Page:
While we're on the topic of older homes, let's talk about the financial advisability of buying what's commonly called a 'handyman's special.' Many find it difficult to resist the urge to buy a run-down bargain and fix it up. Before you do so, make sure you've tallied up the numbers and they add up. You'll need to know exactly what needs repairing and fixing up. Make sure you have put together an accurate list. After you put a dollar value on it, and add that to the original purchase price of the home, see if it still makes sense to go through with it. Don't forget to add in the value of your own sweat and toil. You may not want to, or may not know how to put a value on it, but when you're spending endless amounts of free time doing home repair, you will realize just how valuable your time really is.
Some Examples of Costly Repairs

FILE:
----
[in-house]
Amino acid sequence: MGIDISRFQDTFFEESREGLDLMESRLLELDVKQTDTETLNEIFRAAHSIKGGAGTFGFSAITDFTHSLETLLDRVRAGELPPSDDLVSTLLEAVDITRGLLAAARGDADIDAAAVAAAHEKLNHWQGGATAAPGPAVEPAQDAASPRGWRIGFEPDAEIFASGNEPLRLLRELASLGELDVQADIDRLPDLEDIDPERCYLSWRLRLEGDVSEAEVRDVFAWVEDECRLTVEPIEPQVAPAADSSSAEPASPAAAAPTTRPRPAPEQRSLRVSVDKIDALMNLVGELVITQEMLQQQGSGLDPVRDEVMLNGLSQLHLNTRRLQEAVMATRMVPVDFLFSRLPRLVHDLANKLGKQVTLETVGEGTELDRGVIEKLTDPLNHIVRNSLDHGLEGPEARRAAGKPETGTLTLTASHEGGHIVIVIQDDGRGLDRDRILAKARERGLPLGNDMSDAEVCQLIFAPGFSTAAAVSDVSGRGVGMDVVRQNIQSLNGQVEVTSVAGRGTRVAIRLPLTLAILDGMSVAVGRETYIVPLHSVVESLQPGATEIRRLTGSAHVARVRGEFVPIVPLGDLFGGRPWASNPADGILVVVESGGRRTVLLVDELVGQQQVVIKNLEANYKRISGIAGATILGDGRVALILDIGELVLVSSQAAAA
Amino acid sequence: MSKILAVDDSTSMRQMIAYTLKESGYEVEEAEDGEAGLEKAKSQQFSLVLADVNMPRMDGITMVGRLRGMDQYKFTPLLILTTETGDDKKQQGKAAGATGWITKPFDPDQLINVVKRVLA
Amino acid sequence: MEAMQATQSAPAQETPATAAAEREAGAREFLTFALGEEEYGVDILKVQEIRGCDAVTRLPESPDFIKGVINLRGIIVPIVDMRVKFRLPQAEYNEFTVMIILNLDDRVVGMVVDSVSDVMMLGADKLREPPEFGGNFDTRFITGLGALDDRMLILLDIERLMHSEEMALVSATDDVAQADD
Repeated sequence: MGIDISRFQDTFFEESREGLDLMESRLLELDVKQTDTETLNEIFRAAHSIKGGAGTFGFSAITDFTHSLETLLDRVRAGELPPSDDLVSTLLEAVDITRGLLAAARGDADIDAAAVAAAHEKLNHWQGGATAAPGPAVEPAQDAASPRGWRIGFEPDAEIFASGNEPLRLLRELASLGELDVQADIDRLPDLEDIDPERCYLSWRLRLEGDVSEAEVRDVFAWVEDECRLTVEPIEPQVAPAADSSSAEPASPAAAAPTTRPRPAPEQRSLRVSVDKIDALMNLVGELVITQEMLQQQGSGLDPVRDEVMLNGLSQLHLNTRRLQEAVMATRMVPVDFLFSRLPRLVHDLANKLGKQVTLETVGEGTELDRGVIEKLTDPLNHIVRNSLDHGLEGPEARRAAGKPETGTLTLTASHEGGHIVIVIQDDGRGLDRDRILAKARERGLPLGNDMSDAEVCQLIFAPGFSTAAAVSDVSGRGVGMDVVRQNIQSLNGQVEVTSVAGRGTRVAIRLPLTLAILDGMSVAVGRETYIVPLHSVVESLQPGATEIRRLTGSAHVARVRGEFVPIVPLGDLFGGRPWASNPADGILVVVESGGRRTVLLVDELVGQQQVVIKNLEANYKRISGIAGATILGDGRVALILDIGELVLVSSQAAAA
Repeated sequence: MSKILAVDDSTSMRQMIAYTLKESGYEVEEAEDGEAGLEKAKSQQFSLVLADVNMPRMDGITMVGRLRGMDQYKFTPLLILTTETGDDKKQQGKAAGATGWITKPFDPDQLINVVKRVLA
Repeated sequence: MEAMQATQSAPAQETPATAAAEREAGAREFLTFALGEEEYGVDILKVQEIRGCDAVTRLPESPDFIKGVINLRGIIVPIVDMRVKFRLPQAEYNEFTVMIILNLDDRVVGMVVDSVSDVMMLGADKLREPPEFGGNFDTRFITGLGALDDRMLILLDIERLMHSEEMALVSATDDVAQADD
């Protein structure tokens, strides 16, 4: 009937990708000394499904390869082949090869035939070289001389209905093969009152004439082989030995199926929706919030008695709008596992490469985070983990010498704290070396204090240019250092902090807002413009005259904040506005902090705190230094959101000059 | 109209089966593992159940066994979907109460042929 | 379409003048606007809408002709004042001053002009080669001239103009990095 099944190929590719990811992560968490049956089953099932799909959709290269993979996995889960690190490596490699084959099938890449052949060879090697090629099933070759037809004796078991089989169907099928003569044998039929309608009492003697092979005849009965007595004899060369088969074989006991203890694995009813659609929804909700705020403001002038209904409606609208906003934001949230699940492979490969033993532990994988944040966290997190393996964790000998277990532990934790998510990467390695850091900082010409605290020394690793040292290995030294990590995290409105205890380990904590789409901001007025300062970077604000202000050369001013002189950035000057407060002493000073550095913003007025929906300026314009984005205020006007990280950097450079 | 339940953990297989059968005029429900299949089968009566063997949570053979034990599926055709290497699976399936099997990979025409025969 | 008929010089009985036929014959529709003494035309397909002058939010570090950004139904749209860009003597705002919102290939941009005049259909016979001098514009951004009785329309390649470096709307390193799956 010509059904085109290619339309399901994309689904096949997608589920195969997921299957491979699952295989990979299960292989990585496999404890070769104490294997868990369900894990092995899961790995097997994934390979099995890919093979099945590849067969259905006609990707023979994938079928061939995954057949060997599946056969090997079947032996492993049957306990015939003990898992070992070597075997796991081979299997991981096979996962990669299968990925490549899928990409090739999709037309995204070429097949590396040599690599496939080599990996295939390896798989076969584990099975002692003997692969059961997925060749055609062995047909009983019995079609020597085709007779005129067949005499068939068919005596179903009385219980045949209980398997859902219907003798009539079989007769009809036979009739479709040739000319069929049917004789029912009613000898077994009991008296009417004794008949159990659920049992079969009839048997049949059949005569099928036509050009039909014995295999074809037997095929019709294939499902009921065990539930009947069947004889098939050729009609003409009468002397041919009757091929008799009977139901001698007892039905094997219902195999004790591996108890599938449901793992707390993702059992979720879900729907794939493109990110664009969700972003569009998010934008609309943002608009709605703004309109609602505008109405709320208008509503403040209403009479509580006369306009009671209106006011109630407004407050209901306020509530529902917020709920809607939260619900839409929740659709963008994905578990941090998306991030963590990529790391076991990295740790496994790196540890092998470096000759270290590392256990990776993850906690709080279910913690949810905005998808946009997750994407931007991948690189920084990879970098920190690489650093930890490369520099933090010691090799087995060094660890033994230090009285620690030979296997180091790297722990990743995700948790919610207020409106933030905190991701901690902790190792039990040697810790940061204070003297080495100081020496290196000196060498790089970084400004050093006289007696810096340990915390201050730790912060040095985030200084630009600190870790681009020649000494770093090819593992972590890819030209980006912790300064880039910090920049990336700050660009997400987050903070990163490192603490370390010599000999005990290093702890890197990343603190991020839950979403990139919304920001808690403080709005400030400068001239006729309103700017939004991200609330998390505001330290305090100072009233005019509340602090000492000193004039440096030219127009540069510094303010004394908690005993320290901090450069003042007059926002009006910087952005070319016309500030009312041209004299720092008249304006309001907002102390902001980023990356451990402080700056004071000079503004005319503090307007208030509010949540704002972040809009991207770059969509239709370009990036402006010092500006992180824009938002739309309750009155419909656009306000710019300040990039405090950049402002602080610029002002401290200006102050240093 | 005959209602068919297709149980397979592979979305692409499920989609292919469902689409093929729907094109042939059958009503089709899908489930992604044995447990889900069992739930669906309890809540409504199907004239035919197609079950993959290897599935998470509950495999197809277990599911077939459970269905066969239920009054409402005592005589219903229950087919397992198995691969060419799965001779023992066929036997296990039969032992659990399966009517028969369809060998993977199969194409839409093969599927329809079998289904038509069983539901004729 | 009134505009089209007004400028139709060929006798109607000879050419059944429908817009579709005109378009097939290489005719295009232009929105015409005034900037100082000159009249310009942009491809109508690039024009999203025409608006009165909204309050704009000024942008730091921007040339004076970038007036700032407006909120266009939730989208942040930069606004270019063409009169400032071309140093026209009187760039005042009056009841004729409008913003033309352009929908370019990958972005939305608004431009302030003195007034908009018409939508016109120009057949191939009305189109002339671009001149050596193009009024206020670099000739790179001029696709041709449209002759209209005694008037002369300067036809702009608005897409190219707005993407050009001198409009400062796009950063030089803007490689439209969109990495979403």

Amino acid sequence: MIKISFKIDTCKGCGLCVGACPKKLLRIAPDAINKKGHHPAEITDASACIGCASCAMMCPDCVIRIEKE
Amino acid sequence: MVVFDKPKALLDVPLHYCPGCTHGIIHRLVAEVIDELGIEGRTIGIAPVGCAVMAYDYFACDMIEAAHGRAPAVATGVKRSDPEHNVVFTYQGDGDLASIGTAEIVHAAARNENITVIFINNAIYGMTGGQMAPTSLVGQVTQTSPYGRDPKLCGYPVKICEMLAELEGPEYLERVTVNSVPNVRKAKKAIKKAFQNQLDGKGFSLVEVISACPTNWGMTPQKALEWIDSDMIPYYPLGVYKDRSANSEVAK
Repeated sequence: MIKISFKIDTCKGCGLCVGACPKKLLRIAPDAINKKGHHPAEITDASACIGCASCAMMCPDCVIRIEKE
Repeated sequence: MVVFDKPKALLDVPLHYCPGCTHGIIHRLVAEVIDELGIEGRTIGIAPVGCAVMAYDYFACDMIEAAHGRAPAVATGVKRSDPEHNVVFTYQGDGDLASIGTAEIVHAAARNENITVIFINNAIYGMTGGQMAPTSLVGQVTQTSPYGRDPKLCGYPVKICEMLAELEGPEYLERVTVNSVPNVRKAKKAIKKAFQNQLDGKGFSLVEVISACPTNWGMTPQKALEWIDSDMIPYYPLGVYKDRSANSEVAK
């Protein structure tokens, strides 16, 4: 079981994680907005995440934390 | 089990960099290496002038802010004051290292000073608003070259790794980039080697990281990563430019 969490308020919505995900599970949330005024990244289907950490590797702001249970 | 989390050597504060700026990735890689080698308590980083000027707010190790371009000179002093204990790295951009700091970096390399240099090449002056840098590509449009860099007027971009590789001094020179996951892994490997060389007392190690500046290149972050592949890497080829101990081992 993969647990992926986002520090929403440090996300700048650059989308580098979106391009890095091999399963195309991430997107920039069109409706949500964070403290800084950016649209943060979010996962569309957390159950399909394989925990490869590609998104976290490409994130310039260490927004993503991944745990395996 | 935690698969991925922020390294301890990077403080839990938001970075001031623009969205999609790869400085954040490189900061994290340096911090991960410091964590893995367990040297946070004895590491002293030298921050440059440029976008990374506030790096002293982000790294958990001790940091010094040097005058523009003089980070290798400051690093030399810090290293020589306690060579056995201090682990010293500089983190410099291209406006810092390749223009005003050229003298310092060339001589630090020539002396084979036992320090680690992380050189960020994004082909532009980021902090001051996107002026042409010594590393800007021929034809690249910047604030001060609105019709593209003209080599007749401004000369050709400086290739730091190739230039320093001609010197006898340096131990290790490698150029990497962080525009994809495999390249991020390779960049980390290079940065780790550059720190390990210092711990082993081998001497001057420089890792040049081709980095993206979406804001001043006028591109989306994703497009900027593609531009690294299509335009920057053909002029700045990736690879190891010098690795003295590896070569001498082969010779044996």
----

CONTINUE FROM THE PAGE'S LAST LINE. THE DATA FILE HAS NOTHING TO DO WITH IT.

In deciding whether to buy a "handyman's special," here's a list of some of the more costly or complex repairs that should generally be avoided in most circumstances:
run down boiler
a leaky roof
a wet basement
SUGGESTION: While money spent on remodeling your personal residence is not tax-deductible, keep accurate records and receipts. Money spent to improve your home adds to your home's tax basis.
Bringing the home up-to-date can make financial sense for some remodeling projects. Re-doing your kitchen and bathroom usually bring the greatest return on your investment (the cost of the improvement). Unless you plan on living there for a while and enjoying your handiwork yourself, steer clear of exotic remodeling like sunrooms. These add the least to the resale value of your home in relation to the costs involved in undertaking the project.
IMPORTANT NOTE: When beginning your remodeling project, don't let your projects get out of hand. Improving your home to a value far above those in your neighborhood makes no financial sense, since the resale value of your home will be impacted by the overall value of your neighborhood.
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